- adj. Lacking distinctness; hardly perceptible; striking the senses feebly; not bright, or loud, or sharp, or forcible; weak.
- adj. Performed, done, or acted, in a weak or feeble manner; not exhibiting vigor, strength, or energy; slight.
- n. The act of fainting, or the state of one who has fainted; a swoon. [R.] See fainting, n.
- v. To become weak or wanting in vigor; to grow feeble; to lose strength and color, and the control of the bodily or mental functions; to swoon; -- sometimes with
away. See fainting, n.
- v. To sink into dejection; to lose courage or spirit; to become depressed or despondent.
- v. To decay; to disappear; to vanish.
- v. obsolete To cause to faint or become dispirited; to depress; to weaken.
- adj. lacking strength or vigor
- adj. lacking conviction or boldness or courage
- adj. lacking clarity or distinctness
- adj. weak and likely to lose consciousness
- n. a spontaneous loss of consciousness caused by insufficient blood to the brain
- adj. indistinctly understood or felt or perceived
- adj. deficient in magnitude; barely perceptible; lacking clarity or brightness or loudness etc
- v. pass out from weakness, physical or emotional distress due to a loss of blood supply to the brain
- From Middle English, from Old French feindre, faindre ("to feign, to sham, to work negligently"), from Latin fingere ("to touch, handle, usually form, shape, frame, form in thought, imagine, conceive, contrive, devise, feign"). (Wiktionary)
- Middle English, deceitful, cowardly, from Old French, past participle of feindre, to feign; see feign. (American Heritage® Dictionary of the English Language, Fourth Edition)
“_Even the youths shall faint and be weary, and the young men shall utterly fall: but they that wait upon the Lord shall renew their strength; they shall mount up with wings as eagles; they shall run, and not be weary; and they shall walk and not faint_.”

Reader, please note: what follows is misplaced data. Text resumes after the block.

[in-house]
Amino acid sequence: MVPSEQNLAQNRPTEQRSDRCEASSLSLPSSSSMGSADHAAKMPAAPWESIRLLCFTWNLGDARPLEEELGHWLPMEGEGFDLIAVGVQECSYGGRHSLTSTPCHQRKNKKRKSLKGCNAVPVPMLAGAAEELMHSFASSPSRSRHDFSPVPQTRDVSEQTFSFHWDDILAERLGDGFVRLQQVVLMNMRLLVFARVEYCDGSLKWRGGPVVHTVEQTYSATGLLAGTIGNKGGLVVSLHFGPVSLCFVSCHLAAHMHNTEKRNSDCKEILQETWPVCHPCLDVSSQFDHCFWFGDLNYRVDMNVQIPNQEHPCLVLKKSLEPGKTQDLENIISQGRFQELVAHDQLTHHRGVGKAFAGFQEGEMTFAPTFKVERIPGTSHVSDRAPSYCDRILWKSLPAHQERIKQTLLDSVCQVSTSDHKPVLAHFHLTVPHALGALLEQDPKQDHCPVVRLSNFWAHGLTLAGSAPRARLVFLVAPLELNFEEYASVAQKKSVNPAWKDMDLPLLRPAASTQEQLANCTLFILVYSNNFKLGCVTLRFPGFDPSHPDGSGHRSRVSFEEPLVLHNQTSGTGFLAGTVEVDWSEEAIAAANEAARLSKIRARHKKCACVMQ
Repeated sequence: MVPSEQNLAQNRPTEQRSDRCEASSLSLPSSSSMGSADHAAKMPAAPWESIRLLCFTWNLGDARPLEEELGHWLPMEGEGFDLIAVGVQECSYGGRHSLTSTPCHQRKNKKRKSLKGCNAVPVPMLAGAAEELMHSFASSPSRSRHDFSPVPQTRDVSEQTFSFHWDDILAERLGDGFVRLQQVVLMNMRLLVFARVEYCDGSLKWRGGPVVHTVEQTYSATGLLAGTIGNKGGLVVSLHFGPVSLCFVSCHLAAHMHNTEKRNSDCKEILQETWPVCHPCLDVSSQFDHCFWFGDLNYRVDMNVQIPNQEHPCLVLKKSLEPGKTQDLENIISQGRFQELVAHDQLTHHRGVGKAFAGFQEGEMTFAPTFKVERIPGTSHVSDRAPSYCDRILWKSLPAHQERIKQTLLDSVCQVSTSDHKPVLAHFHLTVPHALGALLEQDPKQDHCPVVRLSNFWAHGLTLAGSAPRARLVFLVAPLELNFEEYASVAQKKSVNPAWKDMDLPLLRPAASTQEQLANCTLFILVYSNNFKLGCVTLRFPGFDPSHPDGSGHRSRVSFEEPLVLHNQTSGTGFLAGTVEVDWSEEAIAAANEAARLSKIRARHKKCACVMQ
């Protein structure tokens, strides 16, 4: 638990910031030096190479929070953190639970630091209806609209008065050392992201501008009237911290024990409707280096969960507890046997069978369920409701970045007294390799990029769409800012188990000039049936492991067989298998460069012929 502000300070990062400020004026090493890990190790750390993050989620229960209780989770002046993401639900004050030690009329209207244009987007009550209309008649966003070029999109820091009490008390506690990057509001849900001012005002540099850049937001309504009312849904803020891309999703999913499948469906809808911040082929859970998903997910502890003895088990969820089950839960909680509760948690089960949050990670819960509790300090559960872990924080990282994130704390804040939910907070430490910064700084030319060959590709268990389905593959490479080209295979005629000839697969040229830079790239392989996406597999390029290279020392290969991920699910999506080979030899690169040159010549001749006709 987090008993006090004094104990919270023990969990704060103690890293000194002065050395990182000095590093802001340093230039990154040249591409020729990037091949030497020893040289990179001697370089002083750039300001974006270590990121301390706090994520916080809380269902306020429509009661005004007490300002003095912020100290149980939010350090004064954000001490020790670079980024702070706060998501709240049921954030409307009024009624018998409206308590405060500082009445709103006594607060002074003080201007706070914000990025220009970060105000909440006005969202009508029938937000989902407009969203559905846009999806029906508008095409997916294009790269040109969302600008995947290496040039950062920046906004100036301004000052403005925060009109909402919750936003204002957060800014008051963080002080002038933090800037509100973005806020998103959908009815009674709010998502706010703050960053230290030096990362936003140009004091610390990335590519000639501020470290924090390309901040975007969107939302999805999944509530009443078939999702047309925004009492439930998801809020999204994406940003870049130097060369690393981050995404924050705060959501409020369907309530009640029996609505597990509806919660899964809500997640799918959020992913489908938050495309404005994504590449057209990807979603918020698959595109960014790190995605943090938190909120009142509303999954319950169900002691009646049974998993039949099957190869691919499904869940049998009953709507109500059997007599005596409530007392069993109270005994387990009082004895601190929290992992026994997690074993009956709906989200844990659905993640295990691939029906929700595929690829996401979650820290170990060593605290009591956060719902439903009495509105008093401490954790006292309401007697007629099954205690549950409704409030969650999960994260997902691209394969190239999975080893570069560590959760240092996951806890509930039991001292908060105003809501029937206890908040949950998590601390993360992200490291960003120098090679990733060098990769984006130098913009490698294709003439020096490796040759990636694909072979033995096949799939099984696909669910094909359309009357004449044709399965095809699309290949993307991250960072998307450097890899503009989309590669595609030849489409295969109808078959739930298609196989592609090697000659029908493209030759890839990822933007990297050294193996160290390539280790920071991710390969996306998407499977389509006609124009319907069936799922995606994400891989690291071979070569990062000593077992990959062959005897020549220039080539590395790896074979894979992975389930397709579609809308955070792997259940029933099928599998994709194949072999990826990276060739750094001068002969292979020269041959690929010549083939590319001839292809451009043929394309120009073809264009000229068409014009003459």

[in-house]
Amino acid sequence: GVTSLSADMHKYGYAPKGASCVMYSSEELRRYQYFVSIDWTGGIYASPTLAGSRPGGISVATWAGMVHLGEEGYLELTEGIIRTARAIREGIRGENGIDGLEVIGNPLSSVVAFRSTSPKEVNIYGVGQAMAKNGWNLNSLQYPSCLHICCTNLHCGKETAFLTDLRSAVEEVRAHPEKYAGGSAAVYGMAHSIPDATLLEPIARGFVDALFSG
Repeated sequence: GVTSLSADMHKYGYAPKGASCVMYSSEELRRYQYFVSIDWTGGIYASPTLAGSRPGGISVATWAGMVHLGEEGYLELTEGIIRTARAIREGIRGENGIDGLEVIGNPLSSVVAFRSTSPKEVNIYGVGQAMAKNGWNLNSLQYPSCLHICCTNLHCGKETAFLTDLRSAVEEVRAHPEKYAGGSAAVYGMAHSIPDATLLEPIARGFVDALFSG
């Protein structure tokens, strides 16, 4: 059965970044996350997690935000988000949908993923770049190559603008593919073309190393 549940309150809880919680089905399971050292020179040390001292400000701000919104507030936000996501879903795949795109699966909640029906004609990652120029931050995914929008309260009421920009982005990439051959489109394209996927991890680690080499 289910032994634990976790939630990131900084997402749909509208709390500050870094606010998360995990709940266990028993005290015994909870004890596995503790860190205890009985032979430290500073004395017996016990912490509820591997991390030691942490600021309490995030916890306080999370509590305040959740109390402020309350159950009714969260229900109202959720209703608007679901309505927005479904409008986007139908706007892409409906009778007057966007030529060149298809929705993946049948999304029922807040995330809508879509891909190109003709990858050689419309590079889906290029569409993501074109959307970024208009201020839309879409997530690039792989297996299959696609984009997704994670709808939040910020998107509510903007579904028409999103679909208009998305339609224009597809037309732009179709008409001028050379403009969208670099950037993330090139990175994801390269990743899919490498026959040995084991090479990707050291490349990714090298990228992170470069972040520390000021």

“The little store of sovereigns in the tin box seemed to be the only sight that brought a faint beam of pleasure into the millers eyes, faint and transient, for it was soon dispelled by the thought that the time would be longperhaps longer than his life, before the narrow savings could remove the hateful incubus of debt.”
“Gives him what he calls a faint picture of his horrible uneasiness, riding up and down, expecting the return of his servant as soon as he had dispatched him.”
“Senator Dole attributed some of this, what he called faint - hearted Republicans, to the president's standing in the polls.”
“So quietly did the little stream drip and ripple its way through the cãnon that it spoke only in faint and occasional gurgles.”
“I could feel my knee through my clothes, swelling, and swelling, and I was sick and faint from the pain of it.”
“I never thought to love him, but, you see, I do, she concluded, a certain faint triumph in her voice.”
“So spoke Brissenden, faint from a hemorrhage of half an hour before — the second hemorrhage in three days.”
“I love him turning away in faint disgust – that strikes me as exactly true to life.”
“With the epilepsy plus the everything else, I entertain faint hopes that it's all tied together and is some marvelously rare thing that a brilliant diagnostician would see right away and all I have to do is not eat fish or something and poof, cured!”